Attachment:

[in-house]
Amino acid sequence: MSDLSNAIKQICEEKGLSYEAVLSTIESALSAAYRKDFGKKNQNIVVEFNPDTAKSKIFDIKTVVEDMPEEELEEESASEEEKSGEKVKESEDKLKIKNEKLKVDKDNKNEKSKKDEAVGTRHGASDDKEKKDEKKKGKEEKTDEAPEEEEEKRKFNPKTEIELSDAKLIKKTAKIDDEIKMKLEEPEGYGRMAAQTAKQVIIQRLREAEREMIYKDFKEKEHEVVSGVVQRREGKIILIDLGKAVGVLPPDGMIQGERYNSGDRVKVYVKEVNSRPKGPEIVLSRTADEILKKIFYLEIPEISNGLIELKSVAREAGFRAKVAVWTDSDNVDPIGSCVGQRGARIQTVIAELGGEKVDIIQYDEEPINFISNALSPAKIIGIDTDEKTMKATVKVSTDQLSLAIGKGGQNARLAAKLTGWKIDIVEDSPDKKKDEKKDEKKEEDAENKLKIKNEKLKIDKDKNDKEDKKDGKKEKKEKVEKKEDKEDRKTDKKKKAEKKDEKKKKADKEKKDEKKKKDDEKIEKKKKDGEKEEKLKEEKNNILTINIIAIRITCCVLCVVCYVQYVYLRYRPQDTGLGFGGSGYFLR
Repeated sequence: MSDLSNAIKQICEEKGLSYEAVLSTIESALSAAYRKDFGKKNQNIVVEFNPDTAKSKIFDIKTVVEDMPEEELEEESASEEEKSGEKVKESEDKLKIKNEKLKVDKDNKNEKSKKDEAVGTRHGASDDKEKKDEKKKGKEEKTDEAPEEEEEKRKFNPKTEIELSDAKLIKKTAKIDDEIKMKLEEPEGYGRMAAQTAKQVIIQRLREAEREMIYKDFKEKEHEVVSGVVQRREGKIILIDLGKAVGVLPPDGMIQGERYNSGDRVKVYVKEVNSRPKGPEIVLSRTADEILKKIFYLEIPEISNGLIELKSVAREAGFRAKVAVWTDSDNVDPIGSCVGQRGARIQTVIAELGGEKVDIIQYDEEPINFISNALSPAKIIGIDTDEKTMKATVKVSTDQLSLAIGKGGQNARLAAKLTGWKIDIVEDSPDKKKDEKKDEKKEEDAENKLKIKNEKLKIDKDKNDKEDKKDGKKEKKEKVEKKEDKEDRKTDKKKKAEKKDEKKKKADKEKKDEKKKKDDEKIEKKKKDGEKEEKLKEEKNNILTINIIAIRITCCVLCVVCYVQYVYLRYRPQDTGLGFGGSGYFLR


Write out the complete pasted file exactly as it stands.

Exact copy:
[in-house]
Amino acid sequence: MSDLSNAIKQICEEKGLSYEAVLSTIESALSAAYRKDFGKKNQNIVVEFNPDTAKSKIFDIKTVVEDMPEEELEEESASEEEKSGEKVKESEDKLKIKNEKLKVDKDNKNEKSKKDEAVGTRHGASDDKEKKDEKKKGKEEKTDEAPEEEEEKRKFNPKTEIELSDAKLIKKTAKIDDEIKMKLEEPEGYGRMAAQTAKQVIIQRLREAEREMIYKDFKEKEHEVVSGVVQRREGKIILIDLGKAVGVLPPDGMIQGERYNSGDRVKVYVKEVNSRPKGPEIVLSRTADEILKKIFYLEIPEISNGLIELKSVAREAGFRAKVAVWTDSDNVDPIGSCVGQRGARIQTVIAELGGEKVDIIQYDEEPINFISNALSPAKIIGIDTDEKTMKATVKVSTDQLSLAIGKGGQNARLAAKLTGWKIDIVEDSPDKKKDEKKDEKKEEDAENKLKIKNEKLKIDKDKNDKEDKKDGKKEKKEKVEKKEDKEDRKTDKKKKAEKKDEKKKKADKEKKDEKKKKDDEKIEKKKKDGEKEEKLKEEKNNILTINIIAIRITCCVLCVVCYVQYVYLRYRPQDTGLGFGGSGYFLR
Repeated sequence: MSDLSNAIKQICEEKGLSYEAVLSTIESALSAAYRKDFGKKNQNIVVEFNPDTAKSKIFDIKTVVEDMPEEELEEESASEEEKSGEKVKESEDKLKIKNEKLKVDKDNKNEKSKKDEAVGTRHGASDDKEKKDEKKKGKEEKTDEAPEEEEEKRKFNPKTEIELSDAKLIKKTAKIDDEIKMKLEEPEGYGRMAAQTAKQVIIQRLREAEREMIYKDFKEKEHEVVSGVVQRREGKIILIDLGKAVGVLPPDGMIQGERYNSGDRVKVYVKEVNSRPKGPEIVLSRTADEILKKIFYLEIPEISNGLIELKSVAREAGFRAKVAVWTDSDNVDPIGSCVGQRGARIQTVIAELGGEKVDIIQYDEEPINFISNALSPAKIIGIDTDEKTMKATVKVSTDQLSLAIGKGGQNARLAAKLTGWKIDIVEDSPDKKKDEKKDEKKEEDAENKLKIKNEKLKIDKDKNDKEDKKDGKKEKKEKVEKKEDKEDRKTDKKKKAEKKDEKKKKADKEKKDEKKKKDDEKIEKKKKDGEKEEKLKEEKNNILTINIIAIRITCCVLCVVCYVQYVYLRYRPQDTGLGFGGSGYFLR